- An example of an Ethernet UPS controller: Liebert IntelliSlot Web Card Communications Interface Card http://emersonnetworkpower.com/EN-US/PRODUCTS/MONITORING/FORLARGEDATACENTER/ADVANCEDMONITORING/Pages/LiebertIntelliSlotWebCardCommunicationsInterfaceCard.aspx
- APC Application Note #67, APC Network Management Card Security Implementation http://www.apcmedia.com/salestools/VAVR-5ZJSVU_R2_EN.pdf
- "How to calculate battery run-time". PowerStream Technologies. Retrieved 2010-04-26.
- Saslow, Wayne M. (2002). Electricity, Magnetism, and Light. Toronto: Thomson Learning. pp. 302–4. ISBN 0-12-619455-6.
- Maintaining Mission Critical Systems in a 24/7 Environment By Peter M. Curtis, pp. 261–262 
- Emergency and backup power sources: preparing for blackouts and brownouts By Michael F. Hordeski 
- Leonardo Energy, Maintenance Manager's Guide, Section 2.1 http://d5.leonardo-energy.org/webfm_send/4011
- APC Inc, Knowledgebase article: What is the expected life of my APC UPS battery?, Answer ID 8301, http://nam-en.apc.com/app/answers/detail/a_id/8301/kw/runtime+calibration/session/L3RpbWUvMTMyMTMxMzA4My9zaWQvM0pOZkE3Sms%3D
- The Data Center Journal: Maintaining and Testing Your UPS System to Ensure Continuous Power, Section: Maintaining a Battery Bank, http://www.datacenterjournal.com/facilities-news/306-electricalElectrical/2639-maintaining-and-testing-your-ups-system-to-ensure-continuous-power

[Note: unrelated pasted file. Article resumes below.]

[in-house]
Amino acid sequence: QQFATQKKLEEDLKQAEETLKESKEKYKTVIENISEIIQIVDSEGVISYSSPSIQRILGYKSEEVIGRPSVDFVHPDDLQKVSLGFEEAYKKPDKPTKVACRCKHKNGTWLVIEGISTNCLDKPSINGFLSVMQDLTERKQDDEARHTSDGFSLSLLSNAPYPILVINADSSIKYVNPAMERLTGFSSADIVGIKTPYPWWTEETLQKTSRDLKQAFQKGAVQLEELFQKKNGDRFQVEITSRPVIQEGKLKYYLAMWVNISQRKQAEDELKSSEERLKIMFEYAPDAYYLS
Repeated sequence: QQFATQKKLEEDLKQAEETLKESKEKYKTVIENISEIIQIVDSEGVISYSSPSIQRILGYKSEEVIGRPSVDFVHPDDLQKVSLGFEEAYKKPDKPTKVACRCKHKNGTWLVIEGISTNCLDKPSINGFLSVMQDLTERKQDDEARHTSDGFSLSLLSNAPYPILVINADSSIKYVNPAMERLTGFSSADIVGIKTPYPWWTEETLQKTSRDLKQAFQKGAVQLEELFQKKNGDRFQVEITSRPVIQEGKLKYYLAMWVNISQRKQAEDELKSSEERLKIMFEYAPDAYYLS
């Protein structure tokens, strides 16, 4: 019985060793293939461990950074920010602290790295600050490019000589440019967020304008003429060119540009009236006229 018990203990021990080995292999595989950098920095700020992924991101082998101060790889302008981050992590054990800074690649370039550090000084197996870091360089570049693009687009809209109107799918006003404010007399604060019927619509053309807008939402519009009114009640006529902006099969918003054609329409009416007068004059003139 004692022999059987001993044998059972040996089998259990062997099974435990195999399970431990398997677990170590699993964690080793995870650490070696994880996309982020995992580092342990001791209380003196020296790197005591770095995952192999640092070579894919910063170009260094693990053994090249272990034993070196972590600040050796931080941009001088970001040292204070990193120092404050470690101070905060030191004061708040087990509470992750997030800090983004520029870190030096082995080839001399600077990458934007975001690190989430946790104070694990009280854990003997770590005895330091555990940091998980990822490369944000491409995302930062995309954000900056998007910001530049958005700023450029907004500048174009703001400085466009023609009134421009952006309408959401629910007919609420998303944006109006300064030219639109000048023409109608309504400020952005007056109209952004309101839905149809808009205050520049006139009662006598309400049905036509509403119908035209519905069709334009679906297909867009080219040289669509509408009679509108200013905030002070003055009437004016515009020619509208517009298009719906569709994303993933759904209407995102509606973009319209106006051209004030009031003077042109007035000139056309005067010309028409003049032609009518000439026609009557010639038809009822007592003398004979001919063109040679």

- BTECH Inc, BTECH's Focus – Predicting Battery Failure http://www.btechinc.com/btech-focus-battery%20failure.shtml and Installation Manual, page 18, showing sensor wires for each cell/battery on a battery string, and also note that the current transducer sensors to detect cross-string series-parallel current recirculation http://www.btechinc.com/docs/S5/S5%20Installation%20Manual.pdf
- Battery and Energy Technologies, Cell Balancing, Woodbank Communications Ltd, Chester, UK http://www.mpoweruk.com/balancing.htm
- Battery Asset Management: VRLA ageing characteristics, Bart Cotton, founder and CEO, Data Power Monitoring Corporation, Batteries International, Jan 2005 https://datapowermonitoring.com/pdfs/battery_asset_mgmt.pdf
- UPS of the front line – Plant Engineering, February 2007
- EN 62040-1-1:2006 Uninterruptible power systems (UPS) – Part 1-1: General and safety requirements for UPS used in operator access areas
- EN 62040-1-2:2003 Uninterruptible power systems (UPS) – Part 1-2: General and safety requirements for UPS used in restricted access locations
- EN 62040-2:2006 Uninterruptible power systems (UPS) – Part 2: Electromagnetic compatibility (EMC) requirements
- EN 62040-3:2001 Uninterruptible power systems (UPS) – Part 3: Method of specifying the performance and test requirements
|Wikimedia Commons has media related to Uninterruptible power supply.|
- Everything you ever wanted to know about UPSs - Eaton Corporation, 2012
- Cottuli, Carol (2011), Comparison of Static and Rotary UPS, Schneider Electric, White Paper 92 rev. 2, retrieved April 7, 2012
- Rasmussen, Neil (2011), The Different Types of UPS Systems, Schneider Electric, White Paper 1 rev. 7, retrieved April 7, 2012
- VanDee, Dawn (March 1, 1999), "Rounding Up Rotary UPS Features", EC&M (Penton Business Media), retrieved April 7, 2012